Editor’s Note: The following article is reprinted from Macworld UK. Visit Macworld UK’s blog page for the latest Mac news from across the Atlantic.
Facebook has issued a statement denying it has breached Apple’s iTunes App Store privacy rules. Reports suggested the official Facebook iPhone application uploads all users numbers in a phone’s address book to Facebook, apparently without warning, potentially be accessible to anyone.
A Facebook spokeswoman told Mail Online: “Only you can see your Phonebook on Facebook; it can’t be seen by anyone else. This is the same as online phonebooks or email contact lists many people already have.”“People also have the ability to control who sees their contact information through their privacy settings – this includes the ability to make your mobile number visible to only a few select friends or of course you don’t have to include one at all.”
Concerns had been raised by Charles Arthur, a Guardian blogger under the headline Is your private phone number on Facebook? Probably. And so are your friends, and reported by various leading tech sites including ElectricPig.co.uk.
“Facebook never shares personally identifiable information with third parties—advertisers are only given anonymised and aggregated data,” Facebook added. “Facebook is a free service and something that many people find adds value to their day-to-day lives. As with any service, users do need to invest some time in order to use it properly and we encourage people to use their privacy settings to do this.”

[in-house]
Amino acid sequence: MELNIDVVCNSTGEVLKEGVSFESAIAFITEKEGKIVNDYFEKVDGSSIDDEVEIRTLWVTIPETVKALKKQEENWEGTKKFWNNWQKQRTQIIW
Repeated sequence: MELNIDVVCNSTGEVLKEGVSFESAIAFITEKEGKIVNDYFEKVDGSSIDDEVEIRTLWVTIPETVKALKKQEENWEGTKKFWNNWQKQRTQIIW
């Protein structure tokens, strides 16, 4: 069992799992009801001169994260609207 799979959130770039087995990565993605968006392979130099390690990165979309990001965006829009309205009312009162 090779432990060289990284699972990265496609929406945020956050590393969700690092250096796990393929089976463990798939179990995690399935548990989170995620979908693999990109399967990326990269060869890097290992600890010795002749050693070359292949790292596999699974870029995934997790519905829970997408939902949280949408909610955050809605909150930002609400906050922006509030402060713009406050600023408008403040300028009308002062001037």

ElectricPig.co.uk wrote in an update: “The current version of the Facebook iPhone app has a warning for syncing users. Those who synced with an old version won’t have seen the warnings though, and we’re still left wondering where some numbers in our Facebook address book have come from, and exactly what usage rights Facebook has over the content.”
“There’s a large remove data button in the Facebook app when you have sync turned on but that appears to just delete Facebook contact info from the phone. Removing the details from the web which have been synced isn’t simply explained. It seems you need to turn off the sync function in the iPhone app and visit this link.”
A copy of the Apple App Store Review guidelines (PDF link) can be found here.
Charles Arthur has meanwhile updated his original post, with more details and Guardian readers comments, which can be found here.
Charles Arthur links to This is Evil by Tom Scott, a site which randomly displays the private phone numbers of unsuspecting Facebook users.
“There are uncountable numbers of groups on Facebook called “lost my phone!!!!! need ur numbers!!!!!” or something like that. Most of them are marked as ‘public’, or ‘visible to everyone’. A lot of folks don’t understand what that means in Facebook’s context to Facebook, ‘everyone’ means everyone in the world, whether they’re a Facebook member or not. That includes automated programs like Evil, as well as search engines,” Tom Scott notes in the introduction.